Electrocution kills 11
A freak electrocution killed at least 11 people, including two children, when their vehicle snagged overhead transmission lines and burst into flames as they rode in a religious procession, authorities said yesterday. More than a dozen people were also injured in Tamil Nadu’s Thanjavur District after the vehicle, a 2.7m-high structure fashioned in the form of a chariot and pulled by worshipers, hit the high-voltage lines. “I hope those injured recover soon,” Prime Minister Narendra Modi wrote on Twitter as he offered condolences to the bereaved. Some of those injured were hurt in falls following the electric shock and others, who scrambled to escape the flames, when they jumped from the chariot, which carried statues of Hindu deities in addition to the devotees. The chariot, which had been wending its way back to a nearby temple, was left a charred ruin.
Manila pulls ‘Uncharted’
Manila has pulled the plug on all domestic screenings of a Hollywood film called Uncharted over a scene showing a disputed map of the South China Sea, the Ministry of Foreign Affairs said yesterday. The move comes shortly after Vietnam, another claimant in the South China Sea, also banned the Sony Pictures action movie, which stars Tom Holland and Mark Wahlberg. It was released in the Philippines on Feb. 23. A two-second frame in the movie contains an image of the so-called “nine-dash line,” which marks China’s claims in the South China Sea. The scene “is contrary to national interest,” the ministry said in a statement. The U-shaped line is a feature used on Chinese maps to illustrate its maritime territory in a region where Taiwan, Vietnam, Brunei, Malaysia and the Philippines all have competing claims. Sony’s Columbia Pictures Industries Inc was ordered to stop screening the film and has complied, the ministry said.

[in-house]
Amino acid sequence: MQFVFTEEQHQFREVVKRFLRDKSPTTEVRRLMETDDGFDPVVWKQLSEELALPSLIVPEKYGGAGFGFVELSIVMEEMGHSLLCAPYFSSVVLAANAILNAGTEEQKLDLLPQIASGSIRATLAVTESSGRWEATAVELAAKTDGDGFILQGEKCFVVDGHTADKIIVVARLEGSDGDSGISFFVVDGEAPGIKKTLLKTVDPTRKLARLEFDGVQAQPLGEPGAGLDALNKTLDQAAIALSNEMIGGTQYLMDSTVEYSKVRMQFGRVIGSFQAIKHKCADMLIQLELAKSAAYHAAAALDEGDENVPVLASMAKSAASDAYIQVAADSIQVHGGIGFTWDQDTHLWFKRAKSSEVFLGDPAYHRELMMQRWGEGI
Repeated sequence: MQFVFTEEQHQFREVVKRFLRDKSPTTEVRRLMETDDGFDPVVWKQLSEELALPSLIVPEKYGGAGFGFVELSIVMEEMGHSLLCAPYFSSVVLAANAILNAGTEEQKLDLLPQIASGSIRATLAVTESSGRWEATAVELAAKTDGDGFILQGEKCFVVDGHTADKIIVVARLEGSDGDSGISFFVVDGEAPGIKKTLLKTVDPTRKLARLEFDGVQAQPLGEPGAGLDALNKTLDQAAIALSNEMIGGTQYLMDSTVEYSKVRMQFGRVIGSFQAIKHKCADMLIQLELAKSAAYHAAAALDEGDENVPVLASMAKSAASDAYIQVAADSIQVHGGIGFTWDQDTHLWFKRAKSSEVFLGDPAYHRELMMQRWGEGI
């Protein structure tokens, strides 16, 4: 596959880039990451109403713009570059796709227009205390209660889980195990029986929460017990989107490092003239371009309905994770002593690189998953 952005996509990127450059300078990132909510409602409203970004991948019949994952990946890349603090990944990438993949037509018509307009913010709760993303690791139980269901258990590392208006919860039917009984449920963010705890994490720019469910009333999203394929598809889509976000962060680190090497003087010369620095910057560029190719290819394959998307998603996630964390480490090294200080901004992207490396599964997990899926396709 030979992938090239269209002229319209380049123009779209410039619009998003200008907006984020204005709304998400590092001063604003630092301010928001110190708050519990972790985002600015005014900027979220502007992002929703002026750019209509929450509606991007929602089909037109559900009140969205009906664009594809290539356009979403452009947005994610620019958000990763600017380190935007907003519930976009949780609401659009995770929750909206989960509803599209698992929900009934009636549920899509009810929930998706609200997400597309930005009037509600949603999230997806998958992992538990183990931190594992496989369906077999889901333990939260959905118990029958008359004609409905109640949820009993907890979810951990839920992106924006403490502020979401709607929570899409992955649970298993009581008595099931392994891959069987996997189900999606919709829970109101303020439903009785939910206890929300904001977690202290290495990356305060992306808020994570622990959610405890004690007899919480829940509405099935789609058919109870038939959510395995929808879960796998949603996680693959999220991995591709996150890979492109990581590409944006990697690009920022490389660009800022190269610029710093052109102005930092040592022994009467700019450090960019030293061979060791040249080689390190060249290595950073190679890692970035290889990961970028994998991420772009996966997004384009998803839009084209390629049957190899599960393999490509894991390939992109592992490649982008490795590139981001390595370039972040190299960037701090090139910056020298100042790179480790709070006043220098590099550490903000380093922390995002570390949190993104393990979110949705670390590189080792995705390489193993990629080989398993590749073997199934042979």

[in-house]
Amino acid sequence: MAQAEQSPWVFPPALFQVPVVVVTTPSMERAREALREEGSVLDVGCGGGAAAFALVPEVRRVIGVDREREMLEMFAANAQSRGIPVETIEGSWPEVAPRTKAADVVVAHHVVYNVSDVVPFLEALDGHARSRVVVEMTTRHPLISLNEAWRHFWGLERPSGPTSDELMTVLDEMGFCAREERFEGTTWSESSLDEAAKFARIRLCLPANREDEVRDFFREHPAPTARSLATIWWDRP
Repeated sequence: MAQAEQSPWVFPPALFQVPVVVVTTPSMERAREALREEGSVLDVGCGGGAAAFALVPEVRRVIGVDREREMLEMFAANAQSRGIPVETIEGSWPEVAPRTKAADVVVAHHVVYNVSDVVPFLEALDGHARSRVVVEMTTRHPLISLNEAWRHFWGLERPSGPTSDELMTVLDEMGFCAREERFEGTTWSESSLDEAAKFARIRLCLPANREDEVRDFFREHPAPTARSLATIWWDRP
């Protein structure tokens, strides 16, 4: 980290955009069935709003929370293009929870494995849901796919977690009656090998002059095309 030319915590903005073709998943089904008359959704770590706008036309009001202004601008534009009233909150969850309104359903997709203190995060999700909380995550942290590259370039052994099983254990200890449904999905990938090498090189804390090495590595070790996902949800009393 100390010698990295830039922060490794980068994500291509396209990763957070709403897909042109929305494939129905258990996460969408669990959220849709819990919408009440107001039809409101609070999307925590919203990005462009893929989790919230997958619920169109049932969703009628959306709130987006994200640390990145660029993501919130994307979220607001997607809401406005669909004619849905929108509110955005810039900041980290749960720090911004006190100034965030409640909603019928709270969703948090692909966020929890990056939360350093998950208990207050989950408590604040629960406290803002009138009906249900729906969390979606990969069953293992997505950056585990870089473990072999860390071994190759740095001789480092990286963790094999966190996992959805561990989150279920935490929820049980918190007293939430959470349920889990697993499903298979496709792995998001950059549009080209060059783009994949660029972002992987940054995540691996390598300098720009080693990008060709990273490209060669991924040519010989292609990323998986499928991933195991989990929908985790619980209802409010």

Twitter followings fluctuate
Some Twitter users, former president Barack Obama among them, have shed thousands of followers since Elon Musk’s planned purchase of the social media platform was announced, while numbers have soared for others. Musk on Monday struck a deal to buy Twitter for US$44 billion. The news was greeted with enthusiasm by fans of Musk, who calls himself a free speech absolutist, and horror by proponents of online content moderation. Promises to leave the platform were trending under hashtags such as #LeaveTwitter. Obama, the most popular person on Twitter with more than 131 million followers, lost 300,000 of them nearly overnight, news firm NBC reported. However, Representative Marjorie Taylor Greene gained nearly 100,000 to her official congressional Twitter account in just 24 hours. Greene praised the acquisition by Musk. “Prepare for blue check mark full scale meltdown after @elonmusk seals the deal and I should get my personal Twitter account restored,” she wrote, referencing the site’s system for verifying users. “It really is something how conservative accounts are getting massive follower increases today,” Representative Matt Gaetz wrote on Tuesday. Twitter told reporters that while it was monitoring the situation, the fluctuations appeared to be organic and largely due to new accounts being created and existing ones deactivated.